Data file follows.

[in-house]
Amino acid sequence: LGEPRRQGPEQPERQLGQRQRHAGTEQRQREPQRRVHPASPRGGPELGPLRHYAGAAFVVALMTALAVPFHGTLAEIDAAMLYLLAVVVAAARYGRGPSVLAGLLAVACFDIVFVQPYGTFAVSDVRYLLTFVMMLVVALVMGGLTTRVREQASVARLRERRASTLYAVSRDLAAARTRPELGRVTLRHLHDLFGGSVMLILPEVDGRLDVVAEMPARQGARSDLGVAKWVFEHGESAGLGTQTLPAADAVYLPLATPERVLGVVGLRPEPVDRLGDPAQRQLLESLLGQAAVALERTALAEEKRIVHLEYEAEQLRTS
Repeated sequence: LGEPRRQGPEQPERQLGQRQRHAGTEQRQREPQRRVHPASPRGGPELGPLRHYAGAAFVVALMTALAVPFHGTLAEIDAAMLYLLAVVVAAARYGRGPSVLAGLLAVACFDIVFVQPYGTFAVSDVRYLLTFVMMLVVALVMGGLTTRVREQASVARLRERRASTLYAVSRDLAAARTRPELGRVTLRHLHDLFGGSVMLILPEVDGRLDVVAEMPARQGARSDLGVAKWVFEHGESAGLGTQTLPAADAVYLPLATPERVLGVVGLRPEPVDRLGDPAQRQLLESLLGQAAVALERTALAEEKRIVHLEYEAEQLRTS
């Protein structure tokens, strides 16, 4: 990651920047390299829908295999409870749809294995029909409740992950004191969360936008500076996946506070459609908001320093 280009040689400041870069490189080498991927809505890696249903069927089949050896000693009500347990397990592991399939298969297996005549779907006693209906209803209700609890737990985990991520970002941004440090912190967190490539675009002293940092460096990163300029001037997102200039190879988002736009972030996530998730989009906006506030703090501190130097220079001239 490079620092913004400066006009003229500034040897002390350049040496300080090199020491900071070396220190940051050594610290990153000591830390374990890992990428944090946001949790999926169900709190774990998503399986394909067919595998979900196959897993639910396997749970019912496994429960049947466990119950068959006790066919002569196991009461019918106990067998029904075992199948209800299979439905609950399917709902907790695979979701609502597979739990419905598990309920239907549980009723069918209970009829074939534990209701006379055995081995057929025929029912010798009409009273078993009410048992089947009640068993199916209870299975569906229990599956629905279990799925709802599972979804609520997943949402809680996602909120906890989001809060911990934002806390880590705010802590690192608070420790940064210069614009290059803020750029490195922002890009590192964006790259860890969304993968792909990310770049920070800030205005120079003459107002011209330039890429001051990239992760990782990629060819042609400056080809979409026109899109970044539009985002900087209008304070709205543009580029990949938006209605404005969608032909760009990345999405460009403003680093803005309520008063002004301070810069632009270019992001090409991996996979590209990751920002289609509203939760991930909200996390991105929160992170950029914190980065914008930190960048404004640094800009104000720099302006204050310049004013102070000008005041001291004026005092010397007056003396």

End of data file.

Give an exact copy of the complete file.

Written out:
[in-house]
Amino acid sequence: LGEPRRQGPEQPERQLGQRQRHAGTEQRQREPQRRVHPASPRGGPELGPLRHYAGAAFVVALMTALAVPFHGTLAEIDAAMLYLLAVVVAAARYGRGPSVLAGLLAVACFDIVFVQPYGTFAVSDVRYLLTFVMMLVVALVMGGLTTRVREQASVARLRERRASTLYAVSRDLAAARTRPELGRVTLRHLHDLFGGSVMLILPEVDGRLDVVAEMPARQGARSDLGVAKWVFEHGESAGLGTQTLPAADAVYLPLATPERVLGVVGLRPEPVDRLGDPAQRQLLESLLGQAAVALERTALAEEKRIVHLEYEAEQLRTS
Repeated sequence: LGEPRRQGPEQPERQLGQRQRHAGTEQRQREPQRRVHPASPRGGPELGPLRHYAGAAFVVALMTALAVPFHGTLAEIDAAMLYLLAVVVAAARYGRGPSVLAGLLAVACFDIVFVQPYGTFAVSDVRYLLTFVMMLVVALVMGGLTTRVREQASVARLRERRASTLYAVSRDLAAARTRPELGRVTLRHLHDLFGGSVMLILPEVDGRLDVVAEMPARQGARSDLGVAKWVFEHGESAGLGTQTLPAADAVYLPLATPERVLGVVGLRPEPVDRLGDPAQRQLLESLLGQAAVALERTALAEEKRIVHLEYEAEQLRTS
């Protein structure tokens, strides 16, 4: 990651920047390299829908295999409870749809294995029909409740992950004191969360936008500076996946506070459609908001320093 280009040689400041870069490189080498991927809505890696249903069927089949050896000693009500347990397990592991399939298969297996005549779907006693209906209803209700609890737990985990991520970002941004440090912190967190490539675009002293940092460096990163300029001037997102200039190879988002736009972030996530998730989009906006506030703090501190130097220079001239 490079620092913004400066006009003229500034040897002390350049040496300080090199020491900071070396220190940051050594610290990153000591830390374990890992990428944090946001949790999926169900709190774990998503399986394909067919595998979900196959897993639910396997749970019912496994429960049947466990119950068959006790066919002569196991009461019918106990067998029904075992199948209800299979439905609950399917709902907790695979979701609502597979739990419905598990309920239907549980009723069918209970009829074939534990209701006379055995081995057929025929029912010798009409009273078993009410048992089947009640068993199916209870299975569906229990599956629905279990799925709802599972979804609520997943949402809680996602909120906890989001809060911990934002806390880590705010802590690192608070420790940064210069614009290059803020750029490195922002890009590192964006790259860890969304993968792909990310770049920070800030205005120079003459107002011209330039890429001051990239992760990782990629060819042609400056080809979409026109899109970044539009985002900087209008304070709205543009580029990949938006209605404005969608032909760009990345999405460009403003680093803005309520008063002004301070810069632009270019992001090409991996996979590209990751920002289609509203939760991930909200996390991105929160992170950029914190980065914008930190960048404004640094800009104000720099302006204050310049004013102070000008005041001291004026005092010397007056003396």